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Thread: Head space

  1. #1
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    Head space

    Any one know what the head space is on a 1851 colt revolver .36 cal

  2. #2
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    Head space

    Anyone know what the head space is on a 1851 colt navy 36 cal

  3. #3
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    Is the concept of head space even applicable to a black powder firearm that does not use cartridges? Did you mean "correct cylinder gap" or something else? Could you expand on the question please?
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    To my knowledge, head space is meaningless in a cap and ball revolver. Cylinder gap, on the other hand, is an issue. Run a search on that and you will get many hits. Sorting wheat from chaff is left as an exercise for the student.

    For future reference, posting identical threads in two sub forums is frowned upon.

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    http://www.theopenrange.net/forum/in...ic=3447.0;wap2
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    Merged Threads

    FYI, I moved the duplicate thread from General over here to the tech forum.
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  6. #6
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    The term headspace is not applicable to cap and ball revolvers or muzzleloaders in general.

  7. #7
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    The term headspace is not applicable to cap and ball revolvers...
    Technically true, since there is no case "head". I've used the term "headspace" to describe the position of the end of the cone in relation to the hammer nose when the hammer is down. In that case, the "headspace" should be zero or maybe a thou or so, when the cylinder is all the way forward.

    I have a Uberti remington that, if the cylinder is pushed forward, will still have some cylinder gap (the cylinder hits the frame around the cylinder pin [arbor] before it hits the barrel). The amount of front-to-back travel is therefore not the same thing as "cylinder gap". That travel could be called "headspace" but again there is no "head" involved with these guns.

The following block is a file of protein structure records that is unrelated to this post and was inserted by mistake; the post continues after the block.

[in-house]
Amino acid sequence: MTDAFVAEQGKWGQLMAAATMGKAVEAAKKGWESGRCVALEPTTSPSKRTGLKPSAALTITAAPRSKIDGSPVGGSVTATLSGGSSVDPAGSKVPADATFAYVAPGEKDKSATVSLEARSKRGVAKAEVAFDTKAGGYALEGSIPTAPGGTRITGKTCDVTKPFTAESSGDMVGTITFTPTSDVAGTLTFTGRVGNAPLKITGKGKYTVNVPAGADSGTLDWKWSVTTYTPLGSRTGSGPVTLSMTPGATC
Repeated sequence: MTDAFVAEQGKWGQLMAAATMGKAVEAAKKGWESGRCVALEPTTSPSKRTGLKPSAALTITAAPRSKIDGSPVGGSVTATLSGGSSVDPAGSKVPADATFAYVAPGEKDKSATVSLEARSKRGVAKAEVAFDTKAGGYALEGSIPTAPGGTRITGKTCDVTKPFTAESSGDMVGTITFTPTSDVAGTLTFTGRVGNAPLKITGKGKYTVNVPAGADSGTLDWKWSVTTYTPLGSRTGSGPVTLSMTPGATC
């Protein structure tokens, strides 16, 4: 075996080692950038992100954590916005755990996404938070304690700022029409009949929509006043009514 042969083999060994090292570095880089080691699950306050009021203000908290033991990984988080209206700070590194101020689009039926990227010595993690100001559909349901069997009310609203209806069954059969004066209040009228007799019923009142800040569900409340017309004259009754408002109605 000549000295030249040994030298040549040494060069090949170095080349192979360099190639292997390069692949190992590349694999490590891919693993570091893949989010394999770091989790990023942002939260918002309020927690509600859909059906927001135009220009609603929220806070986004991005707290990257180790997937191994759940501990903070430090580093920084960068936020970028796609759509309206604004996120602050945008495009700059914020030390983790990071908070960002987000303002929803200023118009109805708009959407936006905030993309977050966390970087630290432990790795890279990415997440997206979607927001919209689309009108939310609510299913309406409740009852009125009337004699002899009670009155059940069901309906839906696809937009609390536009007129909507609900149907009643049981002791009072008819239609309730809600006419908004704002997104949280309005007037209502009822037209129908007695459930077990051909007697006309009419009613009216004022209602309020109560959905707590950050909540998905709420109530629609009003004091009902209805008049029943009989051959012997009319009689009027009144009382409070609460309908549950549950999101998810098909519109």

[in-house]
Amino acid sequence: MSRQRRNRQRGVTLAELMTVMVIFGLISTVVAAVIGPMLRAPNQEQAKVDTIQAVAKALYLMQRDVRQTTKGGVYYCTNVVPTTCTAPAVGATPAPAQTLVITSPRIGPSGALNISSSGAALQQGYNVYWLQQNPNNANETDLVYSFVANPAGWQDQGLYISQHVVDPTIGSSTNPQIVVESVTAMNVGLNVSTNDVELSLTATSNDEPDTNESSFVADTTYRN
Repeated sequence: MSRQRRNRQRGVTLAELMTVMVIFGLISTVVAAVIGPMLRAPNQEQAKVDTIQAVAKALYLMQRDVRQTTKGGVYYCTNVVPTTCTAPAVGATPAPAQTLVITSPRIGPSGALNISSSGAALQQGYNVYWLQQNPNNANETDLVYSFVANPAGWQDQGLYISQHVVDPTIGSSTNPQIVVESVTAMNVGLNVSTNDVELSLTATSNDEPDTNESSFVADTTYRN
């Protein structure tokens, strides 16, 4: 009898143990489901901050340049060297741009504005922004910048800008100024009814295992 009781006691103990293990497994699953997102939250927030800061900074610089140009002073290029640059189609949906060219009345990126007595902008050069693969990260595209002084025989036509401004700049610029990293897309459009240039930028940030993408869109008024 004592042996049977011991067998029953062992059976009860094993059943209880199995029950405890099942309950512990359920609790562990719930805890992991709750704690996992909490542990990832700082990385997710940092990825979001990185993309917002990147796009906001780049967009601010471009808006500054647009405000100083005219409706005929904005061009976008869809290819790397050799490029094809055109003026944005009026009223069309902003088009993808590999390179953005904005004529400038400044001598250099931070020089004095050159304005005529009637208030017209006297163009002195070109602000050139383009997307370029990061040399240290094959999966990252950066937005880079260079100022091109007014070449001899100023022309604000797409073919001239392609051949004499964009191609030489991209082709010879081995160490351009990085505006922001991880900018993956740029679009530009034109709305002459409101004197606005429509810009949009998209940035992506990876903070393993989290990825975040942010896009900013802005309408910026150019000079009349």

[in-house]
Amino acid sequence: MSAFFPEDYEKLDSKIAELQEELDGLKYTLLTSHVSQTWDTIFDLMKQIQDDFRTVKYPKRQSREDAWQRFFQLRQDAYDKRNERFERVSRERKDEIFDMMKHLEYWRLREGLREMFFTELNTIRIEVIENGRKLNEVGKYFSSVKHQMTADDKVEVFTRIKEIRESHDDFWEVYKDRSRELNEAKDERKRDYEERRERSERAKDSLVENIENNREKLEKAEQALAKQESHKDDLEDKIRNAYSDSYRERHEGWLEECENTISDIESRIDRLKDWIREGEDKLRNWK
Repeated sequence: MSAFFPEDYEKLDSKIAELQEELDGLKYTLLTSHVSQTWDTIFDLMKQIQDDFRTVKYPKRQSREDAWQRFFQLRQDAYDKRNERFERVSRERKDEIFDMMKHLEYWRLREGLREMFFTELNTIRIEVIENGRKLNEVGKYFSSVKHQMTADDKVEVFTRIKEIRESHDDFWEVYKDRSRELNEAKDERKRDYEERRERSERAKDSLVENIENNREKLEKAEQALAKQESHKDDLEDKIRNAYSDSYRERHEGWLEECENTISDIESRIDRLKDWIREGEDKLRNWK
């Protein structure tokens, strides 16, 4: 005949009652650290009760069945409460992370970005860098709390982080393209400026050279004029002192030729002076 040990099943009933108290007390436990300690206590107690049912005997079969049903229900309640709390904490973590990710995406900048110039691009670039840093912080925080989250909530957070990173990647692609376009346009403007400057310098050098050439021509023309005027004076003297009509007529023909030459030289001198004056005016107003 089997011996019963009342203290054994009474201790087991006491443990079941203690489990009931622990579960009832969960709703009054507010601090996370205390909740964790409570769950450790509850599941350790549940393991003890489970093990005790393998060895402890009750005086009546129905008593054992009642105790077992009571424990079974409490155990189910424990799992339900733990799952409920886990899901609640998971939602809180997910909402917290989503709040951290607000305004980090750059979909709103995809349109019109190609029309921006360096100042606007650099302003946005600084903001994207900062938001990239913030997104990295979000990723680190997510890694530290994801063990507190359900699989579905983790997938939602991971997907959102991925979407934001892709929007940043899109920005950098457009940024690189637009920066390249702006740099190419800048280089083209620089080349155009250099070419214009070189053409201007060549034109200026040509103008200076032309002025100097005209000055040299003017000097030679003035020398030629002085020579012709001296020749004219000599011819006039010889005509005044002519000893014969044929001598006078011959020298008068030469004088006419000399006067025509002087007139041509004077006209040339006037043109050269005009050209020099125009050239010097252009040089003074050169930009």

In my Pietta Colt, the cylinder gap is the same as the front-to back travel of the cylinder, i.e. the cylinder's forward travel is stopped by the barrel. Same with my Pietta Remington. In both cases it's about 5 thou, and I think that is about the right gap (just in case the OP was serious).

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  8. #8
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    Agreed with a few others. There is no headspace in a muzzleloader. Headspace is the distance between the data point of the cartridge (a specific point on the shoulder, rim or case mouth, depending on the cartridge) and the rearmost (when chambered) plane of the case.

    All I can think of is cylinder gap, in this situation. The measurement Omnivore is referring to is "endshake", the movement along the axis of the cylinder pin.
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  9. #9
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    When I saw this thread I thought Wait What?

    there is no such thing as head space on a front stuffer or cap and ball revolvers.

    Now if you are wondering how far to seat the ball into the cylinders chamber then the top of the ball should not protrude past the top of the cylinder.
    after loading the charge you may have to add some filler to get the ball to seat flush with the top of the cylinder, I use cream of wheat,
    corn meal works good too then I seal in the balls to top off the cylinder with pariffin wax.
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  10. #10
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    Headspace on a C&B.....Well, there is a “space” but I don’t think “headspace” would be ‘quite’ correct term, but ALMOST amounts to the same thing.

    In a C&B revolver (clean) one should be able to hold the hammer down HARD on the empty nipple and be able to move the cylinder thru it’s entire endshake travel. You should NOT feel the nipple contact the hammer. If you do, then THAT CHAMBER needs to be addressed. The nipples should not contact the hammer.

    By the same token, with a cap SECURELY fitted to the nipple, the hammer lowered carefully, and the cylinder once again moved thru it’s entire range of endshake, the hammer should ALWAYS be in contact with the cap.

    The tolerances on a C&B revolver are VERY tight out of necessity.

    Chris

  11. #11
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    Nice

    I use cream of wheat,corn meal works good too then I seal in the balls to top off the cylinder with pariffin wax.
    "steward"

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